Japan’s security nightmare has been that, as China continues to expand its already-formidable nuclear and conventional military capabilities, the U.S. will let North Korea retain the short- and medium-range portion of its nuclear arsenal. With self-interest driving U.S. policy, that nightmare appears to be coming true.

A North Korean subregionally confined nuclear capability will only deepen Japanese reliance on security arrangements with America. Japan has long remained ensconced under the U.S. nuclear umbrella. But will the U.S. use nuclear weapons to defend Japan against an attack by China or North Korea?

For the U.S., its nuclear-umbrella protection serves more as a potent symbol of American security commitment and as a nonproliferation tool to prevent Japan from considering its own nuclear-weapons option. In a military contingency, the U.S. is more likely to employ conventional weapons to defend Japan, which pays Washington billions of dollars yearly for the basing of American troops on Japanese territory in the most generous host-nation support by any of America’s 27 allies.

The threat to Japan from North Korea’s nuclear-weapons capability comes not only from a potential nuclear strike but also from nuclear blackmail and coercion.

The main lesson for Japan from Trump’s focus on addressing only U.S. security interests is to directly engage Pyongyang by leveraging its own economic power. To shore up its security, Tokyo could also consider mutual defense arrangements with other friendly powers, including a nuclear-armed India.

Pacifism remains deeply embedded in Japanese society, in part because of the painful legacy of Japan’s prewar militarism. But the key issue at stake today is not whether Japan should remain pacifist (Japan is the world’s first constitutionally pacifist nation) but whether it can afford to stay passive in a rapidly changing security environment.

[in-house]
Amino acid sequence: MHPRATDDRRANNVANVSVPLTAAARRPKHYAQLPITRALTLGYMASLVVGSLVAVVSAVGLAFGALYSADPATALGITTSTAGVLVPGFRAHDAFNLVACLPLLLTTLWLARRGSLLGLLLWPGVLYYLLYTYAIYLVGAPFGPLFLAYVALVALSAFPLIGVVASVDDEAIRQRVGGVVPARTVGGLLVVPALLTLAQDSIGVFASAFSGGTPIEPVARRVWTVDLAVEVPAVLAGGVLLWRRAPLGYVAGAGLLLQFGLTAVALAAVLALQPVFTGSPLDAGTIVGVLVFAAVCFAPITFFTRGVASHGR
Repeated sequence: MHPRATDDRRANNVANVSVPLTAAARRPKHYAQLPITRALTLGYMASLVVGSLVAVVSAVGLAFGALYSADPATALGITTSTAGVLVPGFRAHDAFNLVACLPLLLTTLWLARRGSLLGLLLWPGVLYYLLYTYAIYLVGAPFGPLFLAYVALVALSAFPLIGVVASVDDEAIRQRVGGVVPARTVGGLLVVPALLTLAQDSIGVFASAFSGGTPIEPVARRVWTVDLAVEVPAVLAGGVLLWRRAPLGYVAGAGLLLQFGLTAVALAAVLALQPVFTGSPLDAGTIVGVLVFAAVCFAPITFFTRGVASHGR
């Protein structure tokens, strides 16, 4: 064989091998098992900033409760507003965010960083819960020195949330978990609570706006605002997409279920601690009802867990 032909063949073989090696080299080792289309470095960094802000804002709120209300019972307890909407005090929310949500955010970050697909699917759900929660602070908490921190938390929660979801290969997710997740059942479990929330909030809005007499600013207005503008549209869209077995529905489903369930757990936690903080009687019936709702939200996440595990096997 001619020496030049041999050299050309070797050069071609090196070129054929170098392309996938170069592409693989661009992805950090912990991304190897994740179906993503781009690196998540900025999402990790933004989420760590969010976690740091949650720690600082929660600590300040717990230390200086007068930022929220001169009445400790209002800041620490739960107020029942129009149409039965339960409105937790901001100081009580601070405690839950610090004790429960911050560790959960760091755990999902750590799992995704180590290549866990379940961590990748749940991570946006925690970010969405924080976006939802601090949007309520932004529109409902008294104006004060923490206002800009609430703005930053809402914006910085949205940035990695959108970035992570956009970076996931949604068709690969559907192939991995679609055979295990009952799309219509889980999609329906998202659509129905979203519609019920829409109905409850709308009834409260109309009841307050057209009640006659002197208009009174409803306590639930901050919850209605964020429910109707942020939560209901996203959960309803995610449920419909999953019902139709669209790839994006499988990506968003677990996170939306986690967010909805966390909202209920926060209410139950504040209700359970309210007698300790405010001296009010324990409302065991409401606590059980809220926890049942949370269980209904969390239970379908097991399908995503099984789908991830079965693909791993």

China would like Japan to continue relying on the U.S. for protection, because the alternative is the rise of Japan as an independent military power. Trump’s North Korea approach, however, will only encourage Japan to enhance its military capacity to forestall the emergence of a destabilizing power imbalance in East Asia.

Brahma Chellaney is Professor of Strategic Studies at the New Delhi-based Center for Policy Research. He is also a geostrategist and the author of nine books, including “Water, Peace, and War” (Rowman & Littlefield).

© China-US Focus, 2019.

Trump shows India the limits of friendship with the US

Featured

By Brahma Chellaney, Daily’O

downloadUS President Donald Trump’s offer to mediate Kashmir conflict was not the only controversial or outlandish statement he made in his 40-minute media interaction on July 22 while hosting Pakistan’s military-backed prime minister, Imran Khan, at the Oval Office. Trump also drew a perverse equivalence between India and Pakistan, threw Afghanistan and Hong Kong under the bus, and begged Pakistan to “extricate us” from Afghanistan.

At a time when Trump is under attack at home for his fear-mongering and racist rhetoric, he has also courted controversy with his comments on other nations. Take his comments that he could have had Afghanistan “wiped off the face of the Earth” but did not “want to kill 10 million people.”

Those comments were not just bizarre; they were also paradoxical because they were made in the presence of the prime minister of Pakistan, which, by creating and nurturing the Taliban, has actively contributed to Afghanistan’s ruin. Indeed, Trump’s repeated bragging that he could kill 10 million Afghans sent out a racist and supercilious message, triggering outrage in Afghanistan.

In just one media interaction, Trump seriously complicated his country’s relations with Afghanistan and India while betraying Hong Kong’s pro-democracy movement. Trump not only endorsed Chinese President Xi Jinping’s handling of Hong Kong, saying Xi “has acted responsibly, very responsibly,” but also gave Xi a virtual license to crack down and end the protests, which he lamented had gone on for “a very long time.”

More than Trump’s offer to mediate the Kashmir conflict, it is his turning to Pakistan to “help us out” in Afghanistan that should concern India. The Faustian bargain that Trump is preparing to strike with the Pakistan-sponsored Taliban will seriously impinge on India’s regional interests and on Indian security, especially in the Kashmir Valley.

Pakistan has harboured the Taliban leadership since the 2001 US invasion of Afghanistan in the expectation that the Taliban, with the Pakistani military’s not-so-covert support, would recapture power in Kabul. Trump’s desperation to end America’s nearly 19-year war in Afghanistan has come handy to Pakistan to play Washington again.

In fact, the deal that Islamabad has sought to push with the Trump administration is that, in return for Pakistani help in Afghanistan, the US will agree to play a role in the Kashmir dispute, including helping to revive India-Pakistan talks. So, it was not sheer coincidence that Trump chose to speak on Kashmir in Imran Khan’s presence, including declaring that he would “love to be a mediator” between India and Pakistan.